Guest column/Attempting to greenwash the cracker plant

One again, JobsOhio, an economic development organization in Ohio, has awarded a huge sum of money, $20 million, to the Thailand chemical company PTT Global Chemical America and its South Korean partner, Daelim Industrial Co. The $20 million grant is for additional site preparation for a potential ethane cracker plant to be built at Dilles Bottom in Belmont County. This brings the total amount of money given by JobsOhio to this project to a whopping $70 million.

This announcement came shortly after a Columbus-based spokesperson for the company, Dan Williamson, attempted to assuage concerns of citizens by basically “greenwashing” the dangers associated with petrochemicals and the increase in single-use plastics production. He admitted in his interview that the company has been quiet thus far but “concerned residents staging protests against the project and meeting with state officials” made the company decide to get involved in the conversation on environmental issues.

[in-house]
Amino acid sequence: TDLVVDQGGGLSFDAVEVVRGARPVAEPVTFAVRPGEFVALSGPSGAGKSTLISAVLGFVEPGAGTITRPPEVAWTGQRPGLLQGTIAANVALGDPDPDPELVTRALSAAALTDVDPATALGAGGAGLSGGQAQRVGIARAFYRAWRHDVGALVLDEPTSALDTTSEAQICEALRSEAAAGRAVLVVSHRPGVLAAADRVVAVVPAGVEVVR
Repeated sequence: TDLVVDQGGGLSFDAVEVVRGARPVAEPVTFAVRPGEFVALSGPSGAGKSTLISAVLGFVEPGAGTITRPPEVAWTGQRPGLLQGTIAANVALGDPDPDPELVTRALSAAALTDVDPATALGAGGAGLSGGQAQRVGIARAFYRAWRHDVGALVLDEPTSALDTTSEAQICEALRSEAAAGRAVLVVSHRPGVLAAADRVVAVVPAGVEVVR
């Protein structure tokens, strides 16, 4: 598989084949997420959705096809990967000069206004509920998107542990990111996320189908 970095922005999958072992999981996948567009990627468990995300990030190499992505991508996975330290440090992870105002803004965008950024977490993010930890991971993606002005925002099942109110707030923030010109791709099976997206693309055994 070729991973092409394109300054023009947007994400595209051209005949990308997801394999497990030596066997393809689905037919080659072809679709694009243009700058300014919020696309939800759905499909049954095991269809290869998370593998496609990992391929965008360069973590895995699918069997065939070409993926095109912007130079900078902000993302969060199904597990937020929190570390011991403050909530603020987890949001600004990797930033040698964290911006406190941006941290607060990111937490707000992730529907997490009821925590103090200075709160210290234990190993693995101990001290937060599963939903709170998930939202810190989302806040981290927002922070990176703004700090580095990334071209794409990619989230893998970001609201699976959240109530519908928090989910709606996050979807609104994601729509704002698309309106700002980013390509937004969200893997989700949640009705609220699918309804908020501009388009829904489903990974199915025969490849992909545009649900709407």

He said the company would “assess reducing greenhouse gas emissions and use renewable materials instead of fossil fuels.” However, all plastics, since the 1950s have been made from coal, oil or gas, and all petrochemical processes produce enormous amounts of carbon dioxide. Shell’s Monaca ethane cracker is allowed to emit 2.2 million tons of carbon dioxide a year. Given these facts, Williamson’s proclamation seems disingenuous at best.

He touted the “initiation of an upcycling plastic waste projects to transform plastic waste into useful items such as clothing and bags” with programs such as, “Trash to Treasure” or “Wear your Own Waste.” This project creates a T-shirt from 14 beverage bottles. These initiatives will hardly make a dent in the current plastic crisis facing our planet, especially the 100 billion beverage bottles sold in the United States each year.